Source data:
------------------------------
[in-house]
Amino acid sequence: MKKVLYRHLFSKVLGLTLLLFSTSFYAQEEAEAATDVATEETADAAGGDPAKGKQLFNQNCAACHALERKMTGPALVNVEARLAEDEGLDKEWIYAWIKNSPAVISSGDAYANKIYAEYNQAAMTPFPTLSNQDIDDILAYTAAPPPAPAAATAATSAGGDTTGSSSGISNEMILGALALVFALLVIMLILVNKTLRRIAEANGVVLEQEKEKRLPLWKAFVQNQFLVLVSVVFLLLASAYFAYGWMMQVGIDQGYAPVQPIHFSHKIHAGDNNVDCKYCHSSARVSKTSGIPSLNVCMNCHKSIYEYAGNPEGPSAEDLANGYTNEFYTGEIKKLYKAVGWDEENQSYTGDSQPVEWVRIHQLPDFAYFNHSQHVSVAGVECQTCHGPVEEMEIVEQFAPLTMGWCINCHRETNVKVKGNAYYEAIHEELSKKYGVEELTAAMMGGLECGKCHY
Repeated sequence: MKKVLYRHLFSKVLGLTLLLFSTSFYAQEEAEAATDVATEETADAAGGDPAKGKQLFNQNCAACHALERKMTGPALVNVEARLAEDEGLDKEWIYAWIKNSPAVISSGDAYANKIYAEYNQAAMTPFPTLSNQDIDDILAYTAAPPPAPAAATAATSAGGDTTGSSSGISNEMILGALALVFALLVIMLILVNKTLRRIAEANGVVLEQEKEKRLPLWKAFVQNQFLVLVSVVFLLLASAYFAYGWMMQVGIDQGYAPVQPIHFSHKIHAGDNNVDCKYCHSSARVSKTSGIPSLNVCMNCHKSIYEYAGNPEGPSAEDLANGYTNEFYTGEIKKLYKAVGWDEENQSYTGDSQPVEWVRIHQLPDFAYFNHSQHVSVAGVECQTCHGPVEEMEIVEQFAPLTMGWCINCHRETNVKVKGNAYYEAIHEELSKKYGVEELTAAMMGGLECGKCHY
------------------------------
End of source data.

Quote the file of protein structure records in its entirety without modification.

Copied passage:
[in-house]
Amino acid sequence: MKKVLYRHLFSKVLGLTLLLFSTSFYAQEEAEAATDVATEETADAAGGDPAKGKQLFNQNCAACHALERKMTGPALVNVEARLAEDEGLDKEWIYAWIKNSPAVISSGDAYANKIYAEYNQAAMTPFPTLSNQDIDDILAYTAAPPPAPAAATAATSAGGDTTGSSSGISNEMILGALALVFALLVIMLILVNKTLRRIAEANGVVLEQEKEKRLPLWKAFVQNQFLVLVSVVFLLLASAYFAYGWMMQVGIDQGYAPVQPIHFSHKIHAGDNNVDCKYCHSSARVSKTSGIPSLNVCMNCHKSIYEYAGNPEGPSAEDLANGYTNEFYTGEIKKLYKAVGWDEENQSYTGDSQPVEWVRIHQLPDFAYFNHSQHVSVAGVECQTCHGPVEEMEIVEQFAPLTMGWCINCHRETNVKVKGNAYYEAIHEELSKKYGVEELTAAMMGGLECGKCHY
Repeated sequence: MKKVLYRHLFSKVLGLTLLLFSTSFYAQEEAEAATDVATEETADAAGGDPAKGKQLFNQNCAACHALERKMTGPALVNVEARLAEDEGLDKEWIYAWIKNSPAVISSGDAYANKIYAEYNQAAMTPFPTLSNQDIDDILAYTAAPPPAPAAATAATSAGGDTTGSSSGISNEMILGALALVFALLVIMLILVNKTLRRIAEANGVVLEQEKEKRLPLWKAFVQNQFLVLVSVVFLLLASAYFAYGWMMQVGIDQGYAPVQPIHFSHKIHAGDNNVDCKYCHSSARVSKTSGIPSLNVCMNCHKSIYEYAGNPEGPSAEDLANGYTNEFYTGEIKKLYKAVGWDEENQSYTGDSQPVEWVRIHQLPDFAYFNHSQHVSVAGVECQTCHGPVEEMEIVEQFAPLTMGWCINCHRETNVKVKGNAYYEAIHEELSKKYGVEELTAAMMGGLECGKCHY